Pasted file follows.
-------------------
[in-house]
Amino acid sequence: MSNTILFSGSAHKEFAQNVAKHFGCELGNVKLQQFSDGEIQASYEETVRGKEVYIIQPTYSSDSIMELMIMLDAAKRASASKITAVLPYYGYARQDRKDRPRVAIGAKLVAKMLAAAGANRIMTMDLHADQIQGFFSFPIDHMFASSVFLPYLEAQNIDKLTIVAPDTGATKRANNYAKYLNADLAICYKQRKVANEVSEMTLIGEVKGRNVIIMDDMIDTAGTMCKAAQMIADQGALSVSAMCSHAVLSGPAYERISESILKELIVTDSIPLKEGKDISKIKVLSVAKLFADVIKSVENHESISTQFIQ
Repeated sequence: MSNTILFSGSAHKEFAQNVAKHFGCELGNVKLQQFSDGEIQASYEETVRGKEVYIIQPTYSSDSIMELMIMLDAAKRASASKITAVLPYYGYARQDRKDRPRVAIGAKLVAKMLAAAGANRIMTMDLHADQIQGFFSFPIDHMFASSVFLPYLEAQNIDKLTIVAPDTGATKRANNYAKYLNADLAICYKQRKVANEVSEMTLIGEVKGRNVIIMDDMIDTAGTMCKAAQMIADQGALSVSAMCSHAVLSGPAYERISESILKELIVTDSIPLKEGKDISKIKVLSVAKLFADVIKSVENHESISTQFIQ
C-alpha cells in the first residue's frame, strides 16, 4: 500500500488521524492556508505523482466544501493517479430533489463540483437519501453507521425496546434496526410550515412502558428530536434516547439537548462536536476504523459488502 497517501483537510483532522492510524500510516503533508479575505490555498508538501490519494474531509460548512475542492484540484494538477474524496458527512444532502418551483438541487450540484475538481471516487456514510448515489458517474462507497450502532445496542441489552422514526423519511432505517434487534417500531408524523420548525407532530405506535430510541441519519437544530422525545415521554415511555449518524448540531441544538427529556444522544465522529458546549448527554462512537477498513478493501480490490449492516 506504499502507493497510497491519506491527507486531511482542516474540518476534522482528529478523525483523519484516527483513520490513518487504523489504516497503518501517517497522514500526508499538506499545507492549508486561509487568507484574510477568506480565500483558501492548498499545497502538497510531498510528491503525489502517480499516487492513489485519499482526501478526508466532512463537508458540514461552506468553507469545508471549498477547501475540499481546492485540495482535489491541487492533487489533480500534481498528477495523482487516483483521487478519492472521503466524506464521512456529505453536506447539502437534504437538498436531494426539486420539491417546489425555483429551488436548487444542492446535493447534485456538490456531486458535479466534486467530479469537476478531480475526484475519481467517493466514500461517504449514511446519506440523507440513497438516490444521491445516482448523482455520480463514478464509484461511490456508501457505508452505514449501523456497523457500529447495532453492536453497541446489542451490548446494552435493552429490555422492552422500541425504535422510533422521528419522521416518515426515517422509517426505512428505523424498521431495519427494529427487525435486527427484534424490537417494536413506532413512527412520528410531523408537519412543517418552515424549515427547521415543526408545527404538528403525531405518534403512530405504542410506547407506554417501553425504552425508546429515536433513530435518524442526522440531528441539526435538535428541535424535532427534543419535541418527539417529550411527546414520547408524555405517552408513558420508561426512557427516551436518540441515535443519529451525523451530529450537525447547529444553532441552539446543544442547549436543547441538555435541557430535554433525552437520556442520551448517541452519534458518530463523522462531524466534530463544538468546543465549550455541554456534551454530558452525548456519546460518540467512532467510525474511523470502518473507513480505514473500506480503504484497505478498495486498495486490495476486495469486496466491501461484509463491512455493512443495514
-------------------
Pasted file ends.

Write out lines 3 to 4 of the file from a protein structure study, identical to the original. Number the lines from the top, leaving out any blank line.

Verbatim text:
Repeated sequence: MSNTILFSGSAHKEFAQNVAKHFGCELGNVKLQQFSDGEIQASYEETVRGKEVYIIQPTYSSDSIMELMIMLDAAKRASASKITAVLPYYGYARQDRKDRPRVAIGAKLVAKMLAAAGANRIMTMDLHADQIQGFFSFPIDHMFASSVFLPYLEAQNIDKLTIVAPDTGATKRANNYAKYLNADLAICYKQRKVANEVSEMTLIGEVKGRNVIIMDDMIDTAGTMCKAAQMIADQGALSVSAMCSHAVLSGPAYERISESILKELIVTDSIPLKEGKDISKIKVLSVAKLFADVIKSVENHESISTQFIQ
C-alpha cells in the first residue's frame, strides 16, 4: 500500500488521524492556508505523482466544501493517479430533489463540483437519501453507521425496546434496526410550515412502558428530536434516547439537548462536536476504523459488502 497517501483537510483532522492510524500510516503533508479575505490555498508538501490519494474531509460548512475542492484540484494538477474524496458527512444532502418551483438541487450540484475538481471516487456514510448515489458517474462507497450502532445496542441489552422514526423519511432505517434487534417500531408524523420548525407532530405506535430510541441519519437544530422525545415521554415511555449518524448540531441544538427529556444522544465522529458546549448527554462512537477498513478493501480490490449492516 506504499502507493497510497491519506491527507486531511482542516474540518476534522482528529478523525483523519484516527483513520490513518487504523489504516497503518501517517497522514500526508499538506499545507492549508486561509487568507484574510477568506480565500483558501492548498499545497502538497510531498510528491503525489502517480499516487492513489485519499482526501478526508466532512463537508458540514461552506468553507469545508471549498477547501475540499481546492485540495482535489491541487492533487489533480500534481498528477495523482487516483483521487478519492472521503466524506464521512456529505453536506447539502437534504437538498436531494426539486420539491417546489425555483429551488436548487444542492446535493447534485456538490456531486458535479466534486467530479469537476478531480475526484475519481467517493466514500461517504449514511446519506440523507440513497438516490444521491445516482448523482455520480463514478464509484461511490456508501457505508452505514449501523456497523457500529447495532453492536453497541446489542451490548446494552435493552429490555422492552422500541425504535422510533422521528419522521416518515426515517422509517426505512428505523424498521431495519427494529427487525435486527427484534424490537417494536413506532413512527412520528410531523408537519412543517418552515424549515427547521415543526408545527404538528403525531405518534403512530405504542410506547407506554417501553425504552425508546429515536433513530435518524442526522440531528441539526435538535428541535424535532427534543419535541418527539417529550411527546414520547408524555405517552408513558420508561426512557427516551436518540441515535443519529451525523451530529450537525447547529444553532441552539446543544442547549436543547441538555435541557430535554433525552437520556442520551448517541452519534458518530463523522462531524466534530463544538468546543465549550455541554456534551454530558452525548456519546460518540467512532467510525474511523470502518473507513480505514473500506480503504484497505478498495486498495486490495476486495469486496466491501461484509463491512455493512443495514